The son of Iranian immigrants, Arman Hezarkhani he spent his senior year of high school thinking about a three-part thesis about what he wanted to do for his career. First, she said that education is the most influential way to make an impact on an individual, a community, and the world. Second, she believes technology is the most scalable way to spread that impact. Third and last, he believes that strong business incentives and for-profit companies specifically are the most sustainable way to make impact last, not government or non-profit organizations.
Hezarkhani’s early energy took him to Carnegie Mellon, where he studied electrical and computer engineering, and to Google, where he spent time in developer programs and Google for Education. However, when it came time to join Google full-time, he turned down the offer to create an edtech startup, one that would help young professionals like him create daily, ongoing structured learning, but without feeling like an edtech startup. homework. After all, not every high school student writes a three-part thesis, and even those who do need a way to consistently execute it.
“Anyone who tells you that people want to learn is largely wrong,” he said. “[Founders] we want to believe in the best of humanity and that people are going to spend time wanting to learn something, but we always come back to the problem of the vitamin versus the painkiller.” A large area where this exists prominently is in finance, he argues, leaving consumers in a place where they need a financial platform to help them when they’re in a rush (overspending) rather than when they’re feeling greedy (after their bankruptcy resolution). New Year). ).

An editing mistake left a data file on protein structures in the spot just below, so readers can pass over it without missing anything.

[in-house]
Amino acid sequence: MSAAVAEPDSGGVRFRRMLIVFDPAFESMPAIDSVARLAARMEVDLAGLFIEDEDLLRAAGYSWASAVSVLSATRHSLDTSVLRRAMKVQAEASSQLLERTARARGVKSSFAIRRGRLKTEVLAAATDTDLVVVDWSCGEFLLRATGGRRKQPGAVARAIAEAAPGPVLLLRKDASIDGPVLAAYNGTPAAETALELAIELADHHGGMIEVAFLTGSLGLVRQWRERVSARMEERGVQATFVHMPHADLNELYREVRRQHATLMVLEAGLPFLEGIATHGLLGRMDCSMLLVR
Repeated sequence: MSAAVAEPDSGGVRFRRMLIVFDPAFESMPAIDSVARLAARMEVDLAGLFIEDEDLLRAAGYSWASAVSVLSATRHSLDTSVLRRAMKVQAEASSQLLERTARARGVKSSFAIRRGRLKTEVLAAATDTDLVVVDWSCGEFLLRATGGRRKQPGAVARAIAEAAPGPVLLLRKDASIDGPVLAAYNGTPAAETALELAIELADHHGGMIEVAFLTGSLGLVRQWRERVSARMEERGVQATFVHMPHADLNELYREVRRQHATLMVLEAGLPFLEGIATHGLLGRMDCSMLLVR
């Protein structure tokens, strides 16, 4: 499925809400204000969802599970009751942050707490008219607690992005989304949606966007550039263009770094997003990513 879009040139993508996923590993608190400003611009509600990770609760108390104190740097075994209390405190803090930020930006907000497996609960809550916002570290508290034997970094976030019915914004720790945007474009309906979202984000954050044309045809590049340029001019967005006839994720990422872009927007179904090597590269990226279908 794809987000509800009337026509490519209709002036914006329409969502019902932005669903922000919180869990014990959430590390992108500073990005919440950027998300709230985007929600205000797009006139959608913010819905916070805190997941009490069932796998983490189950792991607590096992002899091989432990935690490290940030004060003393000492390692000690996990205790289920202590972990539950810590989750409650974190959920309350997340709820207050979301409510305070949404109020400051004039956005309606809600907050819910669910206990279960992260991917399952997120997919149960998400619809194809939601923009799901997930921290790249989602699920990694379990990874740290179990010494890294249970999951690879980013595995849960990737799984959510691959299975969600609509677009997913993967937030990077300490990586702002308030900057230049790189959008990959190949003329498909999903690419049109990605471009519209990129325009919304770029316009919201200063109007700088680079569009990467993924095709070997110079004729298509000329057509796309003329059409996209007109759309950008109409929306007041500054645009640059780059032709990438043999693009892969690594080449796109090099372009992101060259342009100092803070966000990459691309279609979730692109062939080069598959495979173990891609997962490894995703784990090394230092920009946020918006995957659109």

Today, Hezarkhani is the CEO and founder of Birth, a personal finance monitoring and education app that just raised $1.1 million at a $12 million valuation from investors including Litani Ventures, Gaingels, Amino Capital, Alex Lieberman of Morning Brew, Republic Venture partner Namrata Banerjee and others. The commissioning also recently Pear accelerator graduatea program put together by the initial venture company founded in 2013.
Parthean is trying to answer a much more complex question than simple productivity software could: How do you turn consumers into better financial citizens, even if they’re largely apathetic about the education it takes to get there? ? For Hezarkhani, along with his co-founders Nikhil Choudhary and jason zhuthe answer lies at the intersection between fintech and edtech.
Parthean currently allows users to integrate their finances with the app, via Plaid, to display real-time financial health metrics. The data could help Parthean evolve into a platform that can offer consumers financial advice when they need it most, like budget advice after a weekend of heavy spending or investment advice after a big crypto moment. Format-wise, Parthean’s modules are broken down into bite-sized, modular videos that guide users through a complicated video, complete with quizzes and an action element, like putting money into a crypto wallet, at the end.